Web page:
Issued by NWS North Central River Forecast Center
AGUS73 KMSR 051852
Hydrometeorological Forecast Discussion
NWS North Central River Forecast Center Twin Cities/Chanhassen MN
1252 PM CST Mon Dec 5 2016
The heavier precipitation since yesterday morning fell mainly as
snow across northern Illinois and southern Wisconsin to northern
Indiana and southwest lower Michigan. Snowfall amounts were 3 to
7 inches with average water contents around a half inch.
Lighter snowfall was reported in the northeast quarter of Missouri
to eastern Iowa, and across Wisconsin to upper Michigan and the
northern half of lower Michigan. Snowfall amounts were in the
1 to 3 inch range with water content around a quarter inch.
Beyond these areas, much of our region had light snow from
northern Minnesota to central Iowa, and mostly light rain across
southern Missouri to southern Illinois to southeast lower
Michigan. Precipitation totals averaged around one to two tenths
of an inch.
In the forecast...scattered showers will skirt our southern
boundary bringing light rain to Missouri and southern Illinois.
Snow will move in over the northern portion of our region over
North Dakota to northern Minnesota and northern extremes of
Wisconsin and Michigan. Water equivalent totals will range from a
couple tenths to nearly an inch in North Dakota.
The lower soil profile in much of the region is still wet from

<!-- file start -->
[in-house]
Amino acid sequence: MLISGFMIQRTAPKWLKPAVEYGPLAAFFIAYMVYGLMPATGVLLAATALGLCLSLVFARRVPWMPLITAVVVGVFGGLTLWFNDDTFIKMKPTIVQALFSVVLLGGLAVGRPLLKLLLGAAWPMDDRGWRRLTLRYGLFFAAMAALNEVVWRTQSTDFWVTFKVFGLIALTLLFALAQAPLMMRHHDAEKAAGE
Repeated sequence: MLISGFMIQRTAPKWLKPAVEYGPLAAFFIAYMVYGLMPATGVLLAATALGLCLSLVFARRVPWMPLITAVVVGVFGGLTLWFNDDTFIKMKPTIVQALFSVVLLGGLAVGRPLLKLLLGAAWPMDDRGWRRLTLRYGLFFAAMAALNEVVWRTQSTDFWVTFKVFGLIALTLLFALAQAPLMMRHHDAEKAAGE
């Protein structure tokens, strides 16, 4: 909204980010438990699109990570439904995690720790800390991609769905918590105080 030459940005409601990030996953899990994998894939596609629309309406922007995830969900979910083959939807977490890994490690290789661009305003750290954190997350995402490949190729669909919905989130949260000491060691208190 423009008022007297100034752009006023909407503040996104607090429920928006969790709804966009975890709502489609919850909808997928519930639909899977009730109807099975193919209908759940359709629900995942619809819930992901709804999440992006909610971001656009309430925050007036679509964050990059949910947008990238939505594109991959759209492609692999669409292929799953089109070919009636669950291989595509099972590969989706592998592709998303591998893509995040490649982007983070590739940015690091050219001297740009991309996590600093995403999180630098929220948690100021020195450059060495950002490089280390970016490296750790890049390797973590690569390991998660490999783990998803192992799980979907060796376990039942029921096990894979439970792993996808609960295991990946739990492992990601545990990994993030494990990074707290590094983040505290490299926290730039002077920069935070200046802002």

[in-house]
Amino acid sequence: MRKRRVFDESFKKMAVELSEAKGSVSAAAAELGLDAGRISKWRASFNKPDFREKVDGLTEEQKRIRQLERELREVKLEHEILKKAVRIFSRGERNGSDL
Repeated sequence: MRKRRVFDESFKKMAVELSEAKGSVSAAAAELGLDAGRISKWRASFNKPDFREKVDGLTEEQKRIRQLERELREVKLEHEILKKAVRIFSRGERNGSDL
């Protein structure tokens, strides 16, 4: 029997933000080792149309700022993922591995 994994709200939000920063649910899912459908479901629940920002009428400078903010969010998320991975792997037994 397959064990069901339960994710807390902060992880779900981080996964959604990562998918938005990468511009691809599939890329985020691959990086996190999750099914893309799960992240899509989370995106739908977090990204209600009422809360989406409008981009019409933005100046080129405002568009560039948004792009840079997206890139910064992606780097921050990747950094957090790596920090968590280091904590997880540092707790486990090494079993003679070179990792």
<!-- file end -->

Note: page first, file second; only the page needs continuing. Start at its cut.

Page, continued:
the wet summer. Although the upper portions of the soil had
dried out from multiple weeks of dry weather in November, much of
the region is wet again in the upper profile from recent snow,
melt, and rain.
Many rivers across the region had small rises in the past week.
In general, the affected rivers are in recession from recent
bankfull crests. Slow responding rivers in Minnesota are finally
nearing crests, including the Crow River above bankfull stage at
Delano - and the Mississippi River, which is causing bankfull
conditions on the St. Croix at Stillwater.
The upper Mississippi will see rises over the next week or so
along its entire length to St. Louis. While no flooding is
expected on the major rivers, the flows are well above normal for
this time of year, leaving the system vulnerable to future runoff.
The USGS lists streamflows in the 90th and above percentiles for
nearly all tributaries north of a line from Des Moines to Quad
Cities to Milwaukee. The Mississippi is above the 75th percentile
all the way to the confluence with the Ohio.
For additional and more in-depth information concerning river
forecasts, precipitation and all hydrometeorological information
in the NCRFC area of responsibility, please refer to the NCRFC
web page at: http://www.weather.gov/ncrfc
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